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Pixilation vs. Pepsi Ranger
Pixilation
JSH357
Download: 122B
V.S.
Pepsi Ranger
Review # 12 for Pepsi Ranger
Them's Fightin' Words
    What really goes on inside our computers when we turn them on? Is it possible that we take for granted the fact that little synapses and bits of data are merely working for the greater good of the motherboard, like ants in an anthill? As we read our documents and play our games, do we think for a second that maybe there's more to the little components of information inside the CPU than just complex mathematics and mindless memory drones enslaved to signals and such? Usually not, but the world of Pixilation suggests that maybe there is more going on than we truly realize. Perhaps the tiny bits of memory that scurry in chaotic frenzy actually have minds of their own. Or it's possible that the bits may not have minds of their own, but the pixel graphics that we see before us do. Thus begins the story of Herbie, the little pixel that could.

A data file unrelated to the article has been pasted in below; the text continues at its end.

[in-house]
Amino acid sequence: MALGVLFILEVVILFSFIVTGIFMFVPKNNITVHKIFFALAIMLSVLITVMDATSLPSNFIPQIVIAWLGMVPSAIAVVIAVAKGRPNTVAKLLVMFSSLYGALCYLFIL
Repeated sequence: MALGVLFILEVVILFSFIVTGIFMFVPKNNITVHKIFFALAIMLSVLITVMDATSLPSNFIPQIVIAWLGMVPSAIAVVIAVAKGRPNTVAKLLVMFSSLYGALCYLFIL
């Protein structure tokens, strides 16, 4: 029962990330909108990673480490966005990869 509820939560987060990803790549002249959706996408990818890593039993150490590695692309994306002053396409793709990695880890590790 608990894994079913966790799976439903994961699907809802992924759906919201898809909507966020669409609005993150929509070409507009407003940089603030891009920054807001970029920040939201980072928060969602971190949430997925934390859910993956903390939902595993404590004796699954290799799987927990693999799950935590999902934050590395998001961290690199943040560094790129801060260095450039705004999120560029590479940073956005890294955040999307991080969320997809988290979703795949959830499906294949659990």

The purpose of the story is mostly unclear, or so the characters tell the player as he or she progresses through the game. The main point that is made clear is the fact that pixels are stupid. We're not talking about graphical screw-ups or malfunctions here. I mean pixels are dumb creatures. If you talk to one, it'll respond by saying something like "LOLOLOLOLOL," to name one of many things. And Herbie knows this well. He doesn't know why specifically, except that he's probably the only smart pixel in his entire pixilated village. But, as Herbie decides to do his pixilating thing, Sahara, the mayor of his town, who he didn't even realize had existed, summons him for a mission. He goes into the mayor's office, probably thinking about cute Internet girls or a really nice CD-ROM drive because his world would be really boring otherwise, completely surprised by the revelation that Pixel City has an authority figure. But, when he actually stops to talk to the mayor (a pixel of female gender because what pixel is sexless?), he comes to the conclusion that he's not the only smart pixel around. Apparently, some pixels are born with RAM, which helps them speak as if they were intelligent beings with a conscience and everything. So naturally, Herbie is surprised by the revelation that he's not alone in his gift because it would be uncharacteristic of him to actually attempt to whittle out the one other pixel in his town who can speak articulately among the mind-numbing numbers of other pixels (all nine of them) who think "Gashyayaya," is conversation because to do so would go against his too-cool principles. So, with that, Sahara asks him to embark on a mission to go with her to find an "evil" pixel with RAM named Casey and vanquish her because deep down Sahara wants him to date her. After all, they know each other so well. Herbie reluctantly agrees to go and fight, just to find out later that there are other good and evil pixels out in the computer world, looking to either defend or conquer their right to live, before the computer's user shuts down for the night, ultimately killing all the stupid ones.